Saturday, April 24, 2010
On Facebook and The Fabrication of Lives
At first I was reluctant. I remember my students telling me a couple years ago about the wonders of Facebook, and me saying, “Yeah, but why can’t you just send your friends email?”
“But no!” they said. “Just try it. It’s all under one roof. You’ll see!”
And oh. Oh-ho, yes. It didn’t take long—old high school friends, college roommates, relatives, acquaintances, current and former students, writers, colleagues—all under my own blue and white roof. I was smitten. Fun! In touch with so many long-lost friends all over the globe. Caught up with people I hardly ever see. It was magical.
It may have been one of the worst decisions I’ve ever made.
Let me explain.
1. I have never had a good shut-off mechanism. If I want to buy a coffee table, say, I will search online for days, weeks, late into the night, obsessively, trying to nail down the exact right one. I cannot let it go. I cannot stop the hunt. So, too, with Facebook.
2. Sometimes I’m more concerned with what to write for my status update than I am with my current book-in-progress (and I have heard this from other writers, too).
3. I have seen newborn babies ushered into the world, celebrated a friend's successful surgery, even followed a couple day by day on their honeymoon via Facebook. It is neither good nor bad to witness these things. In fact, I find it quite compelling and can’t get enough (see #1). But by tearing the mask of privacy off these life-marking moments, I am often left oversaturated yet oddly underfed. I don’t know where to go next, what to think, how to respond. More importantly, in the shadow of all these significant moments, I often find my own life to be lacking. In fact, Facebook has made me very dissatisfied, uncertain and confused about my life. In reading so often about other peoples’ lives that make them sound witty and wonderful and adventurous and generous and creative, there is a dark sense of competitive doom, a gnawing anxiety that my own life will never be enough. As much connection, friendship and pleasure I’ve experienced on Facebook, there has been just as much envy, longing, and loneliness. It makes sense to me why so many people, at one point or another, publicly announce, on Facebook, that they’re taking a break from Facebook. It’s simply too much; it can become damaging to our mental health and well being.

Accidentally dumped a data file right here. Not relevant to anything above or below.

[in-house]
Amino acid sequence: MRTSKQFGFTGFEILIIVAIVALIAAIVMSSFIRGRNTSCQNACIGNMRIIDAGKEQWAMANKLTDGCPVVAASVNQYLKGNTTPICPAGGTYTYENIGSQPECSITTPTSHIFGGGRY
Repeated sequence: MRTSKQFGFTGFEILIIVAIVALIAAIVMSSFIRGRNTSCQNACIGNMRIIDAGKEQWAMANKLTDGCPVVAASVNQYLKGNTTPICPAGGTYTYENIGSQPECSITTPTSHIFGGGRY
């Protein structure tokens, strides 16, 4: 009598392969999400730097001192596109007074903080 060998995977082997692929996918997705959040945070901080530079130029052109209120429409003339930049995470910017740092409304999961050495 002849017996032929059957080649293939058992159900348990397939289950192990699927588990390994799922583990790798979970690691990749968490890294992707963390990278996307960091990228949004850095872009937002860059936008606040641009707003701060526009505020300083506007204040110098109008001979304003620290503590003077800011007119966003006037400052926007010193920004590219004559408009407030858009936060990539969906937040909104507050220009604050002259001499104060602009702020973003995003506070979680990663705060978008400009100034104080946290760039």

Below, some examples of Facebook's negative effects on my life:
1. An old friend of mine, L, seems to spend so much more time with her two little kids than I do with mine. Plus, she’s remodeling their rooms so cutely and they wear really expensive and cool Hanna Andersson clothes. I’M SELFISH AND DON’T CARE ENOUGH ABOUT MY KIDS OR HOUSE.
2. How could T, who just had a baby, be writing again already? I’M LAZY.
3. How does N know so much about wine? I’M A YAHOO.
4. So Ms. P started running suddenly and lost tons of weight and now wears a size 4? MY STOMACH IS DOUGHY.
5. So this family does nothing but travel all over the country and camp in a tent in gorgeous state parks? BROCKPORT SUCKS.
6. My sister hosted a huge Christmas dinner with 25 relatives at her house. WE ARE ALWAYS ALONE.
7. One of my friends, J, thanks another friend, M, for the great time she had at their party. WHY WASN'T I INVITED?
8. Friend G has been out digging in her garden all day. I LIVE IN MY HEAD.
These are admittedly petty, small-minded and short-lived reactions. But here’s the thing: how many of these posts are accurate portrayals of lives lived? Not many, of course. What's hard to remember is they're just excerpts, incomplete moments polished and shined for the public. Don't get me wrong; I'm not saying anyone is out-and-out lying in their Facebook posts, but just as when a photographer takes a picture, there is a choice made between what to put in and what to leave out. It reminds me of when me and my husband and two kids lived in Vietnam and kept a blog. Looking back through the postings and pictures later, I was amazed by how fun it all looked, how exciting, how many smiles & swimming pools & gorgeous sunsets there were. What wasn’t included, of course, were the long hours and days spent holed up in the only room with air conditioning, simply getting through the days. What wasn’t included was how, in the absence of friends or a support network, I felt my depression creeping up on me again, threatening to throw a wet blanket over my mood. What wasn’t included were the many long nights Mark and I would sit outside in the ungodly heat drinking warm beer, slapping mosquitoes on our legs, hoping we wouldn’t get malaria.
Facebook, of course, is the same, although I’ve noticed that when someone does write, “I’m sad today,” there is a general supportive rallying, a rushing to aid the person in need that I actually find quite moving. But it isn’t very common. Mostly we show off a little or amplify the actual experience lived. I remember last Christmas standing on a kitchen chair, photographing some beautiful pink frosted cookies I’d made. I took over 10 shots just to get them exactly right. Then, I posted them on Facebook, and waited for numerous responses that eventually came flooding in. What no one knew was how awful the cookies tasted and how I ended up throwing them out. What no one knew was how making the cookies brought back the grief of my mother's death so sharply that I ended up clutching the kitchen counter and sobbing until my head hurt.
If we all posted truly honest status updates, it would be too worrisome, too raw; we would end up scaring each other—thus, the fiction. The fabrication of our Facebook lives is necessary and understandable, but it can also unsettle with its false bravado, its embellished cheer, its manufactured candor.